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Make a difference as a STEM teacher

Teachers have a unique opportunity to make a difference in the lives of kids. Teaching in a STEM field can allow you to stay connected with the discipline you love while inspiring children to see it as a possible option for their lives and careers.

The ISTEP-Noyce project at Saint Mary’s is designed to increase the number of secondary (grades 5 through 12) STEM teachers from diverse backgrounds committed to teaching in high-need schools through financial support, training, and mentoring.

Whether you’re a current undergraduate student — or have a STEM degree and want to pursue a Master of Arts in Teaching degree  — this program can help fund your education and prepare you to make a difference. 

By accepting the Noyce undergraduate scholarship, you agree to teach for two years for every one year of scholarship support in a high need school, according to a definition set by the National Science Foundation. For graduate students, you agree to teach for two years in a high need district in exchange for the stipend.

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  • Receive generous tuition support throughout your program:
    • Undergrad: Two years of scholarship support to meet unmet financial needs (approximately $18,000 annually)
    • Grad: A stipend of $19,500 to be applied over the course of your studies
  • Earn your master’s degree online while working full-time in as little as two years. Or you can earn it at the Winona Campus attending full-time in as little as one year. Our M.A. in Education program offers both initial MN licensing pathways and classroom teaching experience.
  • Post-graduation mentoring
  • Teach what you love. Math, biology and other biological sciences, chemistry, or physics.


What does it mean to teach in a high-need local educational agency?

The term “high-need local educational agency” is defined by the Higher Education Act of 1965 as a school district that has at least one school in which 50% of students are eligible for free or reduced lunch, 34% or more teachers are not licensed or certified or are teaching out-of-field, or there is a 15% or higher attrition rate for teachers within the last three years.

Noyce Scholar, Evelyn Sanchez wants to show future generations that everyone can learn STEM.

“I want to show my Mexican-American community that we can become STEM educators. I want to see more people like me, standing in front of the classroom.”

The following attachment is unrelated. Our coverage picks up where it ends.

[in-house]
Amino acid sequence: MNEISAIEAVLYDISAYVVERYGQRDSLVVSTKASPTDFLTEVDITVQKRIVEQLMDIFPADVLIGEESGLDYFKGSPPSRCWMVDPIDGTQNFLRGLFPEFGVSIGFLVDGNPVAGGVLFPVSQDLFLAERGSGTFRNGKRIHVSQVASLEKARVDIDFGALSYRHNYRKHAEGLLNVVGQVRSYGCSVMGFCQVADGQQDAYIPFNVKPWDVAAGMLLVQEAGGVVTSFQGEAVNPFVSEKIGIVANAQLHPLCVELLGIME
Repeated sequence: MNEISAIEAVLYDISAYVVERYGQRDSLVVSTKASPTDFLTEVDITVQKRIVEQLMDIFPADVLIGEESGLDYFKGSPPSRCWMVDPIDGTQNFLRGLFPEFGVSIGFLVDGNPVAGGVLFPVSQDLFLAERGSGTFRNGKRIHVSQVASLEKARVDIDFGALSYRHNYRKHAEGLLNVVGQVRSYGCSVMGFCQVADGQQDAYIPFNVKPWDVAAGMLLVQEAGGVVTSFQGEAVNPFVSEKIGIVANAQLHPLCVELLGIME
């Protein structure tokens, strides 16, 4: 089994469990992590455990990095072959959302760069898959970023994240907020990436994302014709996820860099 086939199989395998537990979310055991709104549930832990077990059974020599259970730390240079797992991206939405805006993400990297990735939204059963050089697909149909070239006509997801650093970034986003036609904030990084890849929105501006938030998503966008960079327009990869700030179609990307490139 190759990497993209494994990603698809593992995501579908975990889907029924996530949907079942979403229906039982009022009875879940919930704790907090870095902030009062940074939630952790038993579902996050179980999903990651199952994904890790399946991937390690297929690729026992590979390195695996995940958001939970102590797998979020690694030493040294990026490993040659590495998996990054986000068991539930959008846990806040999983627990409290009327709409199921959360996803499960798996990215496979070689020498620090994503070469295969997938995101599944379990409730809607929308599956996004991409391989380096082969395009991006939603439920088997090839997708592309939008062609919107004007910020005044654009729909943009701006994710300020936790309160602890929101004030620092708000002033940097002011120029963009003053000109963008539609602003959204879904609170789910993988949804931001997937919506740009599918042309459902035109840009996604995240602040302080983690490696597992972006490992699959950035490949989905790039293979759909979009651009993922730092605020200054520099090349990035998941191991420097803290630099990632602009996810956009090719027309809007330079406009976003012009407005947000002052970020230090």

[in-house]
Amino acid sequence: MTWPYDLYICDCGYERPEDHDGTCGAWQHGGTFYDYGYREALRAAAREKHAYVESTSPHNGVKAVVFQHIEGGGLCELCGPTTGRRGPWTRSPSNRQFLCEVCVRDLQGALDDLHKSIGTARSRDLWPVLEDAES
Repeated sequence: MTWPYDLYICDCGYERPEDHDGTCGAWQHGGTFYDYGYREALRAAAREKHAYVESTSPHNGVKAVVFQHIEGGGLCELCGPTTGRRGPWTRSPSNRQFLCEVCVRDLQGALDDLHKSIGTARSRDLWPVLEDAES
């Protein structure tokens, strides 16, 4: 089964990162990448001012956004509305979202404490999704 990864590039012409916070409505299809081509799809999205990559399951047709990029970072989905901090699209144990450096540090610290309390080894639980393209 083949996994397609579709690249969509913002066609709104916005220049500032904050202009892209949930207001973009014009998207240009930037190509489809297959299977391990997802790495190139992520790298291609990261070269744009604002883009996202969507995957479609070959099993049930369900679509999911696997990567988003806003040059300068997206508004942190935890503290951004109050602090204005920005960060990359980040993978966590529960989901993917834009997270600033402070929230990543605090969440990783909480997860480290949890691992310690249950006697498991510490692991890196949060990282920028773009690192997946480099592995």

Likewise, Simon Warmkagathje knows education is the way he can make a difference.

Kelsey Philipsek is working toward her M.A. in Teaching degree at Saint Mary’s, where she was recently named a Noyce Scholar.

“My goal is for students to realize that math isn’t a barrier to pursuing something that they want,” she said.

Frequently Asked Questions

  • Undergraduates 

    • ISTEP-Noyce Scholars are Secondary Education majors in the fields of Biology, Chemistry, or Mathematics from diverse backgrounds who are currently underrepresented in STEM education. 
    • “Diverse backgrounds” includes: racial/ethnic diversity, gender diversity, first-generation college student status, and those who are Pell-eligible. 
    •  Most of the undergraduate experiences will happen on the Winona Campus. Scholars also will have opportunities to travel to other locations for experiences working with diverse populations.


    • ISTEP-Noyce Scholars are students who have STEM degrees and are pursuing a Master of Arts in Teaching degree to become a secondary education teacher in a STEM related field. Both initial Minnesota licensing pathways and classroom teaching experience are offered through this graduate teaching program.
    • You can earn your master’s degree in as little as one year at the Winona Campus, or in two to three years online while still working full time.

  • Undergraduates and graduates

    • Become a licensed MN Teacher
    • Teach at a high-need school for two years for each year of scholarship or stipend support

  • Applications now being accepted.  Please contact Dr. Jack McClure at 612-728-5216  or email for more application materials.